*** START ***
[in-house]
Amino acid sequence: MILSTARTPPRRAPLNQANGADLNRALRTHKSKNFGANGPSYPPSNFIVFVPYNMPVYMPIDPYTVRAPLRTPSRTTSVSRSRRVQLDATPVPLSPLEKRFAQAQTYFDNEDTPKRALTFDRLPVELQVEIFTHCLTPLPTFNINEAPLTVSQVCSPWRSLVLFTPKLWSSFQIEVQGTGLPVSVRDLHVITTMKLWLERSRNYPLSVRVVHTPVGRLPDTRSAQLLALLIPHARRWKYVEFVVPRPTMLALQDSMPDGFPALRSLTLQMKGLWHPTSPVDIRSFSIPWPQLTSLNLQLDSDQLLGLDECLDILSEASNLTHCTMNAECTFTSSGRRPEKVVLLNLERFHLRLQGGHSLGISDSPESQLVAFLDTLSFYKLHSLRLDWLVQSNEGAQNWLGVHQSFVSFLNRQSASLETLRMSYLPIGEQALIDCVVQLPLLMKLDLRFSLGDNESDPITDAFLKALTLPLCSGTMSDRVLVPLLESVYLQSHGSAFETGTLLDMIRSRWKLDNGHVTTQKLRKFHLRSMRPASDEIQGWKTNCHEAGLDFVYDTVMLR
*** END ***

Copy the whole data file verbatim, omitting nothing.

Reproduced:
[in-house]
Amino acid sequence: MILSTARTPPRRAPLNQANGADLNRALRTHKSKNFGANGPSYPPSNFIVFVPYNMPVYMPIDPYTVRAPLRTPSRTTSVSRSRRVQLDATPVPLSPLEKRFAQAQTYFDNEDTPKRALTFDRLPVELQVEIFTHCLTPLPTFNINEAPLTVSQVCSPWRSLVLFTPKLWSSFQIEVQGTGLPVSVRDLHVITTMKLWLERSRNYPLSVRVVHTPVGRLPDTRSAQLLALLIPHARRWKYVEFVVPRPTMLALQDSMPDGFPALRSLTLQMKGLWHPTSPVDIRSFSIPWPQLTSLNLQLDSDQLLGLDECLDILSEASNLTHCTMNAECTFTSSGRRPEKVVLLNLERFHLRLQGGHSLGISDSPESQLVAFLDTLSFYKLHSLRLDWLVQSNEGAQNWLGVHQSFVSFLNRQSASLETLRMSYLPIGEQALIDCVVQLPLLMKLDLRFSLGDNESDPITDAFLKALTLPLCSGTMSDRVLVPLLESVYLQSHGSAFETGTLLDMIRSRWKLDNGHVTTQKLRKFHLRSMRPASDEIQGWKTNCHEAGLDFVYDTVMLR